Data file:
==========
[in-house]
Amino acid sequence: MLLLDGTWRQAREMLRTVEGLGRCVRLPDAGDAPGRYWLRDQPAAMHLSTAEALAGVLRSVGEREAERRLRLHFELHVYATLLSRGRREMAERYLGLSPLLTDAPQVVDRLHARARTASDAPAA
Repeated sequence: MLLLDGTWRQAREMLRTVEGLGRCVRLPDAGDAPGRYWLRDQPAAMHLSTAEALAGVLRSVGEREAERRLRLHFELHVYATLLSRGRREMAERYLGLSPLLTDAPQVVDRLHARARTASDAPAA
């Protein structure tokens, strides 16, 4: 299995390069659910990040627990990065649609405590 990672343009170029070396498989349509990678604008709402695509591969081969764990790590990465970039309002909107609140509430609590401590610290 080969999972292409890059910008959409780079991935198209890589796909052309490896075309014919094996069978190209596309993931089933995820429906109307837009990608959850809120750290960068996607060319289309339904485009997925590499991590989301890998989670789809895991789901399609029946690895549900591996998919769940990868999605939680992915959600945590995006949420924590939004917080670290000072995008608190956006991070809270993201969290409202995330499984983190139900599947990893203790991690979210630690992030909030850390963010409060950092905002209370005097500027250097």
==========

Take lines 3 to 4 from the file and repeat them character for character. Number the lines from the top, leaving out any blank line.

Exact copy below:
Repeated sequence: MLLLDGTWRQAREMLRTVEGLGRCVRLPDAGDAPGRYWLRDQPAAMHLSTAEALAGVLRSVGEREAERRLRLHFELHVYATLLSRGRREMAERYLGLSPLLTDAPQVVDRLHARARTASDAPAA
């Protein structure tokens, strides 16, 4: 299995390069659910990040627990990065649609405590 990672343009170029070396498989349509990678604008709402695509591969081969764990790590990465970039309002909107609140509430609590401590610290 080969999972292409890059910008959409780079991935198209890589796909052309490896075309014919094996069978190209596309993931089933995820429906109307837009990608959850809120750290960068996607060319289309339904485009997925590499991590989301890998989670789809895991789901399609029946690895549900591996998919769940990868999605939680992915959600945590995006949420924590939004917080670290000072995008608190956006991070809270993201969290409202995330499984983190139900599947990893203790991690979210630690992030909030850390963010409060950092905002209370005097500027250097």